Holiday shoppers may have waited in the cold morning darkness to snatch up door-busters on the day after Thanksgiving, but afterward, they went home, rebalanced their checkbooks and didn't go shopping again unless they saw a deal too good to ignore.

"Low prices are what's driving consumers to the stores, and incredible deals are what's getting them to buy," said Britt Beemer of America's Research Group, which conducts market research.

The nation's biggest chain stores reported mixed sales results Thursday, as consumers held out for deeper discounts heading into the gift-giving season -- or simply have vowed to spend less.

Minneapolis-based Target Corp. and J.C. Penney disappointed analysts, as hearty Thanksgiving weekend sales couldn't compensate for the frugal mind-set adopted by shoppers.

Target adjusted sales for a calendar shift caused by a leap year in 2008, and reported same-store sales growth of 1.1 percent. It had said it expected same-store sales, a key indicator of a retailer's health, to grow 2 to 4 percent.

Target warned that, if weak sales continue, it won't meet fourth-quarter earnings targets.

Wal-Mart Stores Inc., Kohl's, Macy's and luxury retailers fared better than expected. Wal-Mart's early discounts and heavily promoted Black Friday deals reaped benefits, as did strong sales in grocery and pharmacy. Wal-Mart said same-store sales rose 1.5 percent, nudging out the 1.2 percent forecast by Thomson First Call.

The next couple of weeks will be key for retailers. In retail's typical rhythms, stores like to clear the shelves the week before Christmas without having to resort to deep discounts that cut into profits.

With Christmas falling on a Tuesday, retailers have three weekends to turn on the charm. But it seems that the simple bargain-basement pricing may be what's attracting this season's shopper.

Target's "Wow or Never" promotion campaign, which spanned the final week of November, failed to draw in shoppers, despite sweepstakes giveaways that included a trip to the Galapagos Islands and a guitar lesson with Def Leppard in London. Target CEO and President Bob Ulrich blamed softness that week for the company's lackluster monthly results. Sales were particularly slow in bedding, dinnerware and small appliances, as well as in men's clothing and jewelry.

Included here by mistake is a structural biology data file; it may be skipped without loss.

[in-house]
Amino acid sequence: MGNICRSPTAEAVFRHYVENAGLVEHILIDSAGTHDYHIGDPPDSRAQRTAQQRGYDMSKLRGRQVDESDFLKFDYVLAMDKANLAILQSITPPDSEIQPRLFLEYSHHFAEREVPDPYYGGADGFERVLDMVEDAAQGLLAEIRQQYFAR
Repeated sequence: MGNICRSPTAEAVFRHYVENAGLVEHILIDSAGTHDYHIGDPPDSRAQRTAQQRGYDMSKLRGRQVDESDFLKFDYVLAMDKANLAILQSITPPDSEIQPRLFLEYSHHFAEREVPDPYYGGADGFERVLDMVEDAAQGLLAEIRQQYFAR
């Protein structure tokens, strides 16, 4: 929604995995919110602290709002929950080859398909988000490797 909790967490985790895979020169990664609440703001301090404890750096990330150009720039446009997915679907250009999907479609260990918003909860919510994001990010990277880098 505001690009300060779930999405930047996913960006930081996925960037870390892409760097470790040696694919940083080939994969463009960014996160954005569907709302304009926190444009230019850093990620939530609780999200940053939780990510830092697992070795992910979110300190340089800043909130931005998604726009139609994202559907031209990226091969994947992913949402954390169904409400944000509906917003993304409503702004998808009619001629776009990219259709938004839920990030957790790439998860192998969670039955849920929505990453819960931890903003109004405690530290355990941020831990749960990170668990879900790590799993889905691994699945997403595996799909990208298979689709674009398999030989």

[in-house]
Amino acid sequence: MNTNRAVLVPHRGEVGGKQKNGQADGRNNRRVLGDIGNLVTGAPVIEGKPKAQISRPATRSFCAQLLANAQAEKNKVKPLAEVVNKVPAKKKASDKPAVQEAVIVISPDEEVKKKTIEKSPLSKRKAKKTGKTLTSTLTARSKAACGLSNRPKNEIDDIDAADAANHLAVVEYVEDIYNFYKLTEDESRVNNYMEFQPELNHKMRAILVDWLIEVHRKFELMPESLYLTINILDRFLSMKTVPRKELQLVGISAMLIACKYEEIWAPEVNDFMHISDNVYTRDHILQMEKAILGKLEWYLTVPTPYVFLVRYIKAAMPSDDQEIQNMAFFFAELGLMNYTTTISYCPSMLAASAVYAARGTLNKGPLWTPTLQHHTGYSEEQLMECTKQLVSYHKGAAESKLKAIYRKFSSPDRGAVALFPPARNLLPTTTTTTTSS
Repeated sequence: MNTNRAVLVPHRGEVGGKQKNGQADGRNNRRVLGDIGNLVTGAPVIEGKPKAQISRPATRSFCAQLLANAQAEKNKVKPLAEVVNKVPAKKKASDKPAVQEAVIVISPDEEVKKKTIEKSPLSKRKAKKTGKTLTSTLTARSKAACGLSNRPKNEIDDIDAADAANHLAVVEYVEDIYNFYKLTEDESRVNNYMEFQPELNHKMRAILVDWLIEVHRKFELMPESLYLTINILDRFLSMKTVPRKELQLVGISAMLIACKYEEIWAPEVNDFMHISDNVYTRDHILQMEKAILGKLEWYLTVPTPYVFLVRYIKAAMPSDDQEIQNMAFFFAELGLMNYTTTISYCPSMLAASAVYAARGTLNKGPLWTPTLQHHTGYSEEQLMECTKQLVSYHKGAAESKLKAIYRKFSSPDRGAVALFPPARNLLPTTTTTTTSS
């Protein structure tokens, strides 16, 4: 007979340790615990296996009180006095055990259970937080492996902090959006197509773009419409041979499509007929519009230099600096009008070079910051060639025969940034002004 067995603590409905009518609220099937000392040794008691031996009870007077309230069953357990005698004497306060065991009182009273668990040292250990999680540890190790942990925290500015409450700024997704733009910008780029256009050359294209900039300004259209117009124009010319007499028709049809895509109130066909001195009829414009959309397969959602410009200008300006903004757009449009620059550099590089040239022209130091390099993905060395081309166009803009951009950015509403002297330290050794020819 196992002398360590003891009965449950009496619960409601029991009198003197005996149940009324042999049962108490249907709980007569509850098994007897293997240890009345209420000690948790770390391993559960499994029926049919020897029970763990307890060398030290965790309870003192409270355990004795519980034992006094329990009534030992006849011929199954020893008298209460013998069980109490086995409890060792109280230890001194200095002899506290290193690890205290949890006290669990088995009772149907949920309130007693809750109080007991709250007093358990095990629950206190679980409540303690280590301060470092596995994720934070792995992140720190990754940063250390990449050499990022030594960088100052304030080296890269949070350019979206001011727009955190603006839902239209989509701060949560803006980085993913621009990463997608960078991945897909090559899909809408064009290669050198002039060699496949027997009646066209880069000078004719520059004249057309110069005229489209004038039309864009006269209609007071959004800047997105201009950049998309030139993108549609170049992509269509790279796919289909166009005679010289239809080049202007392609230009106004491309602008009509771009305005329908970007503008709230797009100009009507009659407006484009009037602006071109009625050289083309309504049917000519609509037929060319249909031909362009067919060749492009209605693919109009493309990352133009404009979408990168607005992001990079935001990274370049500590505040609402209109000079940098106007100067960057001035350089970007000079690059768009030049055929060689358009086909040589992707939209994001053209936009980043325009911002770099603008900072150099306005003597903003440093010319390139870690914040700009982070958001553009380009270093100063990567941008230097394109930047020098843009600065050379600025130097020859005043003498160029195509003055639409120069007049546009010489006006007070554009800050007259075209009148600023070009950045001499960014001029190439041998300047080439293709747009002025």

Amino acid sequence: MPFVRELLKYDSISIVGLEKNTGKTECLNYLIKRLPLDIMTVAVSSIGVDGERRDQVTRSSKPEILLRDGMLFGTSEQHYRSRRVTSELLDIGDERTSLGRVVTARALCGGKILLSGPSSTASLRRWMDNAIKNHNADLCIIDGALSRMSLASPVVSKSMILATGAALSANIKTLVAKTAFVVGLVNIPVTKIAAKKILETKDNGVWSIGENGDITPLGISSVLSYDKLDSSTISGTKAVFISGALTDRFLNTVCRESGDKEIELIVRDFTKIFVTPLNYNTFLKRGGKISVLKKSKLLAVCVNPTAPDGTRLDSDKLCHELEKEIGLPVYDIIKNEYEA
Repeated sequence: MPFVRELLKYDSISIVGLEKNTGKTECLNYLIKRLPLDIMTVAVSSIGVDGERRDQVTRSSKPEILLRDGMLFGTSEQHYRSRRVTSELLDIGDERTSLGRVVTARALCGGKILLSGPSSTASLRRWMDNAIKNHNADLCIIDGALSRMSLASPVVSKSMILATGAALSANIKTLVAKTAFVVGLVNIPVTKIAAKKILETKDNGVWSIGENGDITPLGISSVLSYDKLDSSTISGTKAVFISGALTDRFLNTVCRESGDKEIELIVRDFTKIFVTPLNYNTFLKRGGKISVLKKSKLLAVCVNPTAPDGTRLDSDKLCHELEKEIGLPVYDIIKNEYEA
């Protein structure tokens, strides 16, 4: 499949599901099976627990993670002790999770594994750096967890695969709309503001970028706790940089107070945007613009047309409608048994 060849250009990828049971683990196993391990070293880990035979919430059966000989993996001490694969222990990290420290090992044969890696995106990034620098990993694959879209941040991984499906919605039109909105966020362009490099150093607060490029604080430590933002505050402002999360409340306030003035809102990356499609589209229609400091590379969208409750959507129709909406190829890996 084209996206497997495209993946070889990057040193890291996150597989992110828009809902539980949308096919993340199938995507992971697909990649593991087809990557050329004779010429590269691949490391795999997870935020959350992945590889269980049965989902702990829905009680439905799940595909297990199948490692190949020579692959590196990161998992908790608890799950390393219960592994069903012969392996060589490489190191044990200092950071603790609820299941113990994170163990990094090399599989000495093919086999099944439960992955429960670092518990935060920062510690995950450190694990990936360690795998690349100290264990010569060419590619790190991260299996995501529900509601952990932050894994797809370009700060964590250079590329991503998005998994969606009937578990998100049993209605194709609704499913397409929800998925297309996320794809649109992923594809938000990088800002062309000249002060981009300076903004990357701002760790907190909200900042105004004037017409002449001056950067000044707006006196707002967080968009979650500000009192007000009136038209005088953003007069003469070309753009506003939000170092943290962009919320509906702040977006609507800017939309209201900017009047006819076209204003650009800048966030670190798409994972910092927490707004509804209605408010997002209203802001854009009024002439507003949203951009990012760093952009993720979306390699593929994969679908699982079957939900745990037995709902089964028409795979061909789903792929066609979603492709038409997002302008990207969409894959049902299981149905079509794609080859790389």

"It appears Target is being constrained by not getting into the highly promotional environment that's out there right now," said David Brennan, of the Institute for Retailing Excellence at the University of St. Thomas. "They're protecting their margin at this point. But it's getting pretty tough when you're practically alone."

Target won't veer from the promotional plan already in place, spokeswoman Susan Kahn said.

A holiday without toys?

Fallout from recalled toys is "just devastating one retailer after another," Beemer said.

He said Wal-Mart staffed its toy section to handle consumer questions, and also to dominate the bike market, which he predicts will be the No. 1 toy gift this year.

As for Target: "I look at their toy department and where normally you see empty shelves, you see nothing empty anymore."

Retailers benefit from extra post-Thanksgiving holiday selling days (up to nine) in November, but will get stung by fewer days in December. Target's November sales calendar, for instance, includes seven additional post-Thanksgiving days but has six fewer pre-Christmas days to count in next month's sales.

Macy's, meanwhile, said its sales increased 13.4 percent on sales of $2.7 billion, in part because of the calendar switch. Cold weather and strong holiday merchandise also contributed. It is forecasting a dip of 4 to 7 percent in December.

Wall Street gave Target and Wal-Mart different treatment Thursday, even though their sales gains were not so far apart. Investors pounded Target stock, knocking it down 7.6 percent, to $55.57 at day's end. Wachovia analyst Peter Benedict downgraded Target in light of "disappointing" November sales. Wal-Mart shares were essentially flat, closing at $49.27, up 37 cents.

"Obviously the street has higher expectations for Target than they do for Wal-Mart," said Eric Beder, an analyst with Brean Murray Carret & Co. in New York.

Christopher & Banks: The Plymouth-based retailer, posted a 1 percent same-store sales gain for the month. CEO Lorna Nagler said in a prepared statement that the women's retailer is focusing on "maintaining lean inventory levels," and that third-quarter inventories are 15 percent lower than last year's.

At Wilsons the Leather Experts, the specialty retailer posted a 0.4 percent gain, its first positive sales result since July 2005, and the first positive November gain since 2000. Colder weather and a broader offering of accessories and updated lines helped bring in traffic.

Jackie Crosby • 612-673-7335